Occasionally here at Player2.net.au we will play something that deserves your attention but probably doesn’t need a full review written for it. Be it DLC for the latest AAA title, a little indie game or even an Android/iOS title. We play these titles for a blockbusting amount of time (2 – 5 hours) and report back to you the reader on what we found. So grab your popcorn and settle in for the latest episode of Blockbuster Gaming.
Blockbuster Gaming – Warhammer: Regicide
When I was six years old I thought that Battle Chess was the most violent game in the world. Pieces were consumed, disintegrated, and even made to fall on their delicate pawn heinies. But I have to give Interplay some credit – each battle between two pieces was always engaged face-to-face on the threatened square. Because, gosh darn it, that was the proper way to do it. I was only a little girl, but I felt like I had gained some morality in the careful execution of war against another king.
Part of Warhammer 40000: Regicide’s charm is taking the underplayed desire for battle against a worthy foe that is stagnating away in traditional chess, and providing the shocking addition of ranged warfare to the discord.
The method of implementing ranged attacks is seen in the development of the “Regicide Mode”. In this mode, the player not only plans the movement phase that aligns a soldier to deal maximum damage to an enemy Ork, but also an “Initiative” phase that facilitates the use of abilities that target enemy pieces with additional splash damage, or provided additional defence against enemy attack. At each turn the player receives three initiative points to use during the turn to attack or defend. Some of these abilities are particular to the units that you have on the board, and others abilities are particular to the Faction that you are playing as the player, with consideration taken that Orks hit hard (if they do hit), and Marines have more armor but execute gunfire as tiny love taps on an Ork’s chest.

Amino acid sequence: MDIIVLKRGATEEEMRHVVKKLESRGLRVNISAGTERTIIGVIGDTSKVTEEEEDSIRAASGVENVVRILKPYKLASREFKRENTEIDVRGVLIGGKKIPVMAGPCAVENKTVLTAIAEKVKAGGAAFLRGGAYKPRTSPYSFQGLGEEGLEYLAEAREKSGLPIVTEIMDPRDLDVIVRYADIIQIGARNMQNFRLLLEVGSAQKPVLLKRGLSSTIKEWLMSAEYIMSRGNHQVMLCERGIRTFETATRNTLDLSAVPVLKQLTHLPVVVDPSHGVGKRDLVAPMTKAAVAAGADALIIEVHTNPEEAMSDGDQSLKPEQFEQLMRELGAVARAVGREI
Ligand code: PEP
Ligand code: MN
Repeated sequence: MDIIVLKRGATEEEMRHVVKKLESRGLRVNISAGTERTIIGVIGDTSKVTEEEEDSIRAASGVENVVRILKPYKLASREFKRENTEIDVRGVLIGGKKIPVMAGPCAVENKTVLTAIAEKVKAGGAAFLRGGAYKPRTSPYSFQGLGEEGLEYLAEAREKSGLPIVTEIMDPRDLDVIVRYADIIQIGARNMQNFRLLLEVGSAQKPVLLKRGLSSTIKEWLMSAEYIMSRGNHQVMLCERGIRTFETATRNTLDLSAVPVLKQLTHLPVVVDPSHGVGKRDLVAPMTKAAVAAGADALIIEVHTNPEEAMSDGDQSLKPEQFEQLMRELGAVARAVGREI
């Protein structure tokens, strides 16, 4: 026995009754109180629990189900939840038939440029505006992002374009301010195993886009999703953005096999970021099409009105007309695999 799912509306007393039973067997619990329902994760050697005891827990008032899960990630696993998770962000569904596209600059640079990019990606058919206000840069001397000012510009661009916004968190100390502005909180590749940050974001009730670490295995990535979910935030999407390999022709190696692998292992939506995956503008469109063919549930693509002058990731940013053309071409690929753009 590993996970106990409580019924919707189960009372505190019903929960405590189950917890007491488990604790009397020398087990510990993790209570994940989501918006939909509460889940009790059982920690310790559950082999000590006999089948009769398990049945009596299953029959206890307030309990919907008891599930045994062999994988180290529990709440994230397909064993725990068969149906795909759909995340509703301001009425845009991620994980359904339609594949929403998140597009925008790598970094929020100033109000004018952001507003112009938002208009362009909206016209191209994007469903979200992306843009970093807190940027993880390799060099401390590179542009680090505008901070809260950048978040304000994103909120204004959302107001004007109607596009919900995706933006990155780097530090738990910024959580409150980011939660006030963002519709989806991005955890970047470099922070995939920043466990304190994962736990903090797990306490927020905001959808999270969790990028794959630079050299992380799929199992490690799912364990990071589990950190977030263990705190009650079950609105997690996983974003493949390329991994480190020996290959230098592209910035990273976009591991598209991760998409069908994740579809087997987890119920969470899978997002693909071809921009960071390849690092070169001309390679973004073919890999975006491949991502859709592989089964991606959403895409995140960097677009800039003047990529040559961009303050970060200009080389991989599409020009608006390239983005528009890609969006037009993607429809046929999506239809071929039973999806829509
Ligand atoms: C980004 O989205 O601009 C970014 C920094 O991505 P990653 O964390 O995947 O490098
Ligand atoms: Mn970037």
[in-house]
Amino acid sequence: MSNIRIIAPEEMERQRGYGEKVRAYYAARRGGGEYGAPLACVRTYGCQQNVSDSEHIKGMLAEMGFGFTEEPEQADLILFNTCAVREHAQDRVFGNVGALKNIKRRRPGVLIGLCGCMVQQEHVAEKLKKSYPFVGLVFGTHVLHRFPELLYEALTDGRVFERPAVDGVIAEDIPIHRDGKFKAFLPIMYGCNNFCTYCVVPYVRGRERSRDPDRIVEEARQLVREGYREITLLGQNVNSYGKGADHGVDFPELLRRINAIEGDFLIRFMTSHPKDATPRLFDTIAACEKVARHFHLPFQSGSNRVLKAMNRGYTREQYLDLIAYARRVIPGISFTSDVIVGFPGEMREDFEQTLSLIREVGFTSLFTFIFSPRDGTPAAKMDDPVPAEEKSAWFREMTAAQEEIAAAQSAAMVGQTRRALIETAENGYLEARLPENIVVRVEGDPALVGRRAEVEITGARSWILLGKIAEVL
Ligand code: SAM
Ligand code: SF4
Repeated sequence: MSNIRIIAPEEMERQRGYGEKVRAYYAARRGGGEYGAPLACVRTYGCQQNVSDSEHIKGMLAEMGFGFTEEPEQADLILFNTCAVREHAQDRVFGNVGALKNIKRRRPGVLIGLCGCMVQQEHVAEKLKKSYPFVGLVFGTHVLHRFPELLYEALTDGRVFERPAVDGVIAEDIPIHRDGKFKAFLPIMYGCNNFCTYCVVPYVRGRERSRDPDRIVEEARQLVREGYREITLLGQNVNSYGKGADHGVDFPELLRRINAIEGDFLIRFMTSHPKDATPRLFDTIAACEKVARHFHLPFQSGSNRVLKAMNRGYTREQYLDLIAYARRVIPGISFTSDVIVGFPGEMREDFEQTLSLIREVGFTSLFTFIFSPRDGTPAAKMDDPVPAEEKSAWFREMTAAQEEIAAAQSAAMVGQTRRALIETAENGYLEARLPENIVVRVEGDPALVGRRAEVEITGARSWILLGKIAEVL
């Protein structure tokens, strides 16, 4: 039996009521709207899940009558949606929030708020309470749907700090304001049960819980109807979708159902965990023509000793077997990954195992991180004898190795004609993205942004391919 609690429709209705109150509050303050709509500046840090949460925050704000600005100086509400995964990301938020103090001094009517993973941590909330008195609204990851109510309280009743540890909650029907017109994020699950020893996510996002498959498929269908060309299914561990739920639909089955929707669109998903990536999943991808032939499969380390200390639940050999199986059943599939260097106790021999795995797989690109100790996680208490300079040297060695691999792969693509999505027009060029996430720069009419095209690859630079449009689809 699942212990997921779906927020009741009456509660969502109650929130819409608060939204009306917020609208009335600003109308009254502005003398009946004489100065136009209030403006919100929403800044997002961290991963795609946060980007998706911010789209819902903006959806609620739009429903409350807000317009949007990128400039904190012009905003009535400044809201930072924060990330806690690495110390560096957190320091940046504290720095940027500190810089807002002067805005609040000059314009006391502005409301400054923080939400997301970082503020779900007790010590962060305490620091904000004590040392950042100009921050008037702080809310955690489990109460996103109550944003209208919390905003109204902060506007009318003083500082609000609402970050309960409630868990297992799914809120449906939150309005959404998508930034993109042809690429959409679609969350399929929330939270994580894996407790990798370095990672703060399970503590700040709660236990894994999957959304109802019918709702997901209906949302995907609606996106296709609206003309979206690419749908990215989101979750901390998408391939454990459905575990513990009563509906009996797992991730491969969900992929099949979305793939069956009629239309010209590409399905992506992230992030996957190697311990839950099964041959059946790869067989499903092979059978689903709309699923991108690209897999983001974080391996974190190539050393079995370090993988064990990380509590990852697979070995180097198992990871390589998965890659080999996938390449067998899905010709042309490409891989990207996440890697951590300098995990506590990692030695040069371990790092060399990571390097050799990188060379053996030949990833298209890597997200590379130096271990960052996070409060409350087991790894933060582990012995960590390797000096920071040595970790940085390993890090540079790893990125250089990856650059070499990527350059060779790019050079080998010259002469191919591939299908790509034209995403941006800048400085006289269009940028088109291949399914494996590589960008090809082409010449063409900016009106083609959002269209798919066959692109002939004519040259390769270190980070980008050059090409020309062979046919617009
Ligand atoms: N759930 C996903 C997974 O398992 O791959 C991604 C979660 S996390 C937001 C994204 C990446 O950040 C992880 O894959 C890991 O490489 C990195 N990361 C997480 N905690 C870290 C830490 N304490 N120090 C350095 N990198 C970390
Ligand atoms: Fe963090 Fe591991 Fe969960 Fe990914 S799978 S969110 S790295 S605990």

It is the concept of regicide that intrigued me the most, although part of me sniggered like a six-year-old when I foolishly considered the meaning of “regicide” to be the “deliberate killing of a notable Nintendo monarch” rather than the British tradition that judicially executes a king after a trial. Even so, the concept of regicide in Regicide is actually quite flexible and is not focused on executing a king, or even executing any enemy justly (let’s be fair – we don’t like the Orks apparently). Some of my initial missions required me to annihilate all of the enemy units on the board, while encouraging me to think tactically about how to keep my own soldiers alive for the entire encounter. Thinking strategically also encouraged me to consider how and when I wanted to use my initiative points – I had fun hoarding some points until I had positioned my soldiers in a way that ensured maximum benefit of my initiative phases.
Players will notice that movement on the board is quite linear as a nod to its tactical board game ancestor, but I also appreciate some small associations with games such as Fire Emblem Awakening, including the percentage calculations of a particular ability successfully damaging or killing an enemy unit.
In my small delights of tactical success, I didn’t really factor in the traditional chess component of the game, reflecting on its similarity to the Battle Chess of my childhood. But then you have to wonder – is Regicide its own insurgency and rebellion against chess as we know it?
When Sarah was young, her brother complained that she “got through that final level of Super Mario World on a fluke.” Refining this skill, Sarah has continued to be successful purely by accident. Follow her on Twitter at @essieteric.